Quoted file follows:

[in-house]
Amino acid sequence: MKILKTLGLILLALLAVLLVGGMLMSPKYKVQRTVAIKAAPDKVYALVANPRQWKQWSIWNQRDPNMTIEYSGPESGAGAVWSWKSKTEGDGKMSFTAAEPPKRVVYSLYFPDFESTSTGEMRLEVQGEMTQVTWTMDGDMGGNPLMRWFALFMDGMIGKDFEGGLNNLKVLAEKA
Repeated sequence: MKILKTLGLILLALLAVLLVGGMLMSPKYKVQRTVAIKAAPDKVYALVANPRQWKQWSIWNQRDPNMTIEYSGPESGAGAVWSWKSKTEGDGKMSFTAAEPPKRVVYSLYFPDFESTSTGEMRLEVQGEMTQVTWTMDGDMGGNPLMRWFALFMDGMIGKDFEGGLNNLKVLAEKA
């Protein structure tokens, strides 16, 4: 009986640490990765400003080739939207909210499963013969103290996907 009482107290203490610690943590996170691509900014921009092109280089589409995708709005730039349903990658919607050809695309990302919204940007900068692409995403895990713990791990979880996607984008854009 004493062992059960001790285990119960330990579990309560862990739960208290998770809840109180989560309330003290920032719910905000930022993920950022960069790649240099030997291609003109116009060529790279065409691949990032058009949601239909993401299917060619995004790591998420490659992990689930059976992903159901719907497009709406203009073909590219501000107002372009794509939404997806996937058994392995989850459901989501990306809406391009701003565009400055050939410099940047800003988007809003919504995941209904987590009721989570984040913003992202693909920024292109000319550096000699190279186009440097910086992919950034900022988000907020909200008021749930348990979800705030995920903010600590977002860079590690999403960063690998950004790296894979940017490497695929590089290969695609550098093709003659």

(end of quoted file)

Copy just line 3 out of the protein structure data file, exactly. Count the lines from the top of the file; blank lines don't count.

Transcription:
Repeated sequence: MKILKTLGLILLALLAVLLVGGMLMSPKYKVQRTVAIKAAPDKVYALVANPRQWKQWSIWNQRDPNMTIEYSGPESGAGAVWSWKSKTEGDGKMSFTAAEPPKRVVYSLYFPDFESTSTGEMRLEVQGEMTQVTWTMDGDMGGNPLMRWFALFMDGMIGKDFEGGLNNLKVLAEKA